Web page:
|Home | About | Journals | Submit | Contact Us | Français|
On 21 May 1981 the WHO International Code of Marketing Breast Milk Substitutes (hereafter referred to as the Code) was passed by 118 votes to 1, the US casting the sole negative vote. The Code arose out of concern that the dramatic increase in mortality, malnutrition and diarrhoea in very young infants in the developing world was associated with aggressive marketing of formula. The Code prohibited any advertising of baby formula, bottles or teats and gifts to mothers or ‘bribery’ of health workers. Despite successes, it has been weakened over the years by the seemingly inexhaustible resources of the global pharmaceutical industry. This article reviews the long and tortuous history of the Code through the Convention on the Rights of the Child, the HIV pandemic and the rare instances when substitute feeding is clearly essential. Currently, suboptimal breastfeeding is associated with over a million deaths each year and 10% of the global disease burden in children. All health workers need to recognise inappropriate advertising of formula, to report violations of the Code and to support efforts to promote breastfeeding: the most effective way of preventing child mortality throughout the world.
In the 19th century breastfeeding was almost universal; however, as Borden developed condensed milk in 1856 and Nestlé produced ‘Farine Lactée’ in 1867, substitute feeding became feasible.1 Over the next 100 years, breastfeeding rates declined as women entered the workforce and formula companies began widespread advertising campaigns.2 In 1944, 88% of Swedish mothers were breastfeeding their infants at 2 months of age; by 1970 the rate had declined to 30%.3 During the 1970s and 1980s breastfeeding rates began to rise in the industrialised world, particularly among older, more educated mothers.2–4 Formula companies responded by vigorously seeking new markets in the developing world.5 They gave gifts to health workers and used saleswomen dressed as ‘nurses’ to provide donations of formula and advice to mothers. Poverty, illiteracy and poor sanitation often led to improper formula preparation. Mortality in very young infants from malnutrition, diarrhoea and pneumonia—virtually unknown previously—increased dramatically.5–8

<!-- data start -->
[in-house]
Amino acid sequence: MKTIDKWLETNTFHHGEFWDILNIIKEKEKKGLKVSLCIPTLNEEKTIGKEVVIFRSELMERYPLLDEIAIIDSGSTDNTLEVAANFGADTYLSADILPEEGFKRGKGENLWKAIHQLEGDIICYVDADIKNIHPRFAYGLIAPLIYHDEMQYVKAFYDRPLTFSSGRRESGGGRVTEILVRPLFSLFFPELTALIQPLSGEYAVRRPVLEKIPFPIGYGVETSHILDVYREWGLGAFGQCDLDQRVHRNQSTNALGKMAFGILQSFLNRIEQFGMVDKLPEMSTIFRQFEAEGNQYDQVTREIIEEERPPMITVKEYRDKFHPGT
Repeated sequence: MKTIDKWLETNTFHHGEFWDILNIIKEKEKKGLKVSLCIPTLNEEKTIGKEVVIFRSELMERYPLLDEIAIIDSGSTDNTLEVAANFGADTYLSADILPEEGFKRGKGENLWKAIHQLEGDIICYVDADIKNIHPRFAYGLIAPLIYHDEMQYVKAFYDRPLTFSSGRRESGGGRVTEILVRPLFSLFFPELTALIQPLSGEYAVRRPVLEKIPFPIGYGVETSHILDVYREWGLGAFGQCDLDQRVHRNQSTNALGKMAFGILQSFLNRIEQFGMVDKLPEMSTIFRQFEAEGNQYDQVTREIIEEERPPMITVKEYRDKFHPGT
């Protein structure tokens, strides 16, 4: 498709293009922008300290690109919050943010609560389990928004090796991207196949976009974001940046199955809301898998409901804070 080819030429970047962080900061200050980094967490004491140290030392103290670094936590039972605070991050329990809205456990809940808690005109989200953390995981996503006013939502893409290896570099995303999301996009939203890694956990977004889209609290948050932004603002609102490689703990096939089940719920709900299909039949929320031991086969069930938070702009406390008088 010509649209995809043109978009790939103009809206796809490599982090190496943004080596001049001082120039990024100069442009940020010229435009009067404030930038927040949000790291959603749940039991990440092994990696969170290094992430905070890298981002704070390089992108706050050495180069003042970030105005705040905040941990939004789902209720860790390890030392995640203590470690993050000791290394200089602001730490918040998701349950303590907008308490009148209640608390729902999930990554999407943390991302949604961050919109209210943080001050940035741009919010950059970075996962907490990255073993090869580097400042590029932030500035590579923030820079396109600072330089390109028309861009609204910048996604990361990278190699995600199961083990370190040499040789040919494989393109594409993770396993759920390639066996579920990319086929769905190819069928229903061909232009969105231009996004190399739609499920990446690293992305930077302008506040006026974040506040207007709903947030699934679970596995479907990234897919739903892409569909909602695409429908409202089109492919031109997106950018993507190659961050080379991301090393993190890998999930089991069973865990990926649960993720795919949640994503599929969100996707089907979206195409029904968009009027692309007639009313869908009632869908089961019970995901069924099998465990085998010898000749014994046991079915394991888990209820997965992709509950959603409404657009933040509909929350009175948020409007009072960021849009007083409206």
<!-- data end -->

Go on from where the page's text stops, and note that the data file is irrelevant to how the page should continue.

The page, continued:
In resource-poor countries doctors, nurses, health workers and missionaries became increasingly alarmed at this aggressive marketing and rising infant mortality.5–8 Table 1 lists the events leading to the passage of the WHO International Code of Marketing Breast milk Substitutes (hereafter referred to as the Code).9
Dr Cicely Williams (1893–1992), medical officer in the British Colonial Service (1929–1948), was the first doctor to decry the promotion of breast milk substitutes.10 She maintained that, ‘anyone who, ignorantly or lightly, causes a baby to be fed unsuitable milk, may be guilty of that child’s death'.10 Eventually, 35 years later the tide finally turned with the publication of The Baby Killer by War on Want in the UK.11 It was translated into German with the provocative title of Nestlé Kills Babies.12 Nestlé successfully sued for libel and the authors were required to pay a minimal fine. The judge emphasised that the verdict was not exculpatory and warned Nestlé to reconsider its marketing practices to avoid its products becoming ‘lethally dangerous’.12 A very successful worldwide boycott of Nestlé products (1977–1984) followed.6 13
In 1978, Edward M Kennedy, chairman of the USA Senate Subcommittee on Health and Scientific Research, held a hearing on the promotion and use of infant formula in developing countries.5 He asked, ‘Can a product which requires clean water, good sanitation, adequate family income and a literate parent to follow printed instructions be properly and safely used in areas where water is contaminated, sewage runs in the streets, poverty is severe and illiteracy high?’
The following year WHO and the United Nations Children's Fund (UNICEF) convened a meeting of 150 participants that included representatives from national governments, UN agencies, non-governmental organisations, the infant food industry and experts on infant feeding.6 Over the next 2 years they drafted a new code to restrict advertising (table 2), which was adopted by the World Health Assembly on 21 May 19819 with 118 votes, three abstentions and one negative vote (the USA).13